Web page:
Lessons from Growing up ‘Poor’

By Jeremy Van Dusen, Education Program Services Manager

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I grew up living in poverty. This was something I did not realize until I was older. I thought everyone in the city took the bus, because everyone in my neighborhood took the bus. I thought everyone in the city used the food bank, because all my friends’ cupboards were filled with the same generic government-labeled food that filled my cupboards. We all mixed water with powdered milk before we poured our bowls of cereal. We all wore Skips (off-brand sneakers) and hand-me-down clothes. This was life.

Grocery shopping was my first experience understanding that my family was a little different. My mom used paper money that looked different from the paper money others in line were using. I asked my mom why our money looked different. She stated that we used food stamps—that we got help so we could eat. That moment has resonated with me to this day.

Our move to Washington when I was 11 years old really brought our poverty experience into focus. We packed our things, hopped on a Greyhound bus and made the journey from Binghamton, New York to Spokane, Washington. I was enrolled in a new school, but nothing about it was like my old school. Most notably, everyone was white. I began to make friends and noticed differences in the way my family dressed, and the way we talked. I went to my classmates’ houses and no one else lived in an apartment. Their parents dropped them off at school, and most of them brought lunch from home. I had never brought a lunch. I always got free lunch at school. No one in my immediate family knew how to drive a car, and I never saw my friends on the city bus.

As I grew older it became clear to me: We were poor. The first day of school after Christmas break was always particularly hard because everyone had new shoes and new clothes, and they would talk about all the gifts they had received. Honestly, it felt horrible. I started carrying feelings of shame and embarrassment. I made up stories about where my mom was employed and why she didn’t drive. I never invited friends to my house because I knew once they saw my home and my family, they would see the stark differences in how we lived.  This was how I managed until high school.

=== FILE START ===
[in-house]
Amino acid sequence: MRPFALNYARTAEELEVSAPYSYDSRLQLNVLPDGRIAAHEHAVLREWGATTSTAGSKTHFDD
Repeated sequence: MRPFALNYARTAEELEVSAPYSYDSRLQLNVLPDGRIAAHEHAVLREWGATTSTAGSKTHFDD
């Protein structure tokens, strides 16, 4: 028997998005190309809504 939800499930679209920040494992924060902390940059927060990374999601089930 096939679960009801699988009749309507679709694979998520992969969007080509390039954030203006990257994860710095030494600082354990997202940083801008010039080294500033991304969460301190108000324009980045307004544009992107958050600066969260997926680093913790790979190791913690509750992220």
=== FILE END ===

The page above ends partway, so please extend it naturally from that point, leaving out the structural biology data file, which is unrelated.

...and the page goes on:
In high school, I was still embarrassed and wished we were not so poor, but I loved my mom and my family and knew we had things to be proud of. My mother taught me how to love and instilled in me the pride to believe in myself. Growing up in poverty taught me empathy and perseverance. I have always believed in myself and my abilities. I knew I could focus on school and build a life that looked different than my childhood.

As I became a man, I started understanding how my experiences enabled me to be resilient, how to persevere and how to respect people for who they are as an individual—and not by what they have. I think there are a lot of stereotypes placed on those experiencing poverty that do not actually come from the people experiencing it. These judgments come from people on the outside trying not to look into the experience. Hardworking, trustworthy, reliable, clean, efficient, successful and disciplined are all words not typically associated with poverty. But those words are very much demonstrated by those experiencing poverty. Being poor does not make anyone less than someone else and having money doesn’t make anyone better. I am proud to be who I am and proud of where I’m from. I would not change a thing.

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About the Author

Jeremy Van Dusen is the Program Manager for Graduation Success in Spokane. He is a passionate leader and is thankful to serve the Spokane community.  Jeremy is originally from Binghamton, New York and moved to Spokane as a youth.  He graduated from Eastern Washington University in 2012 as a triple major with degrees in philosophy, history and humanities.

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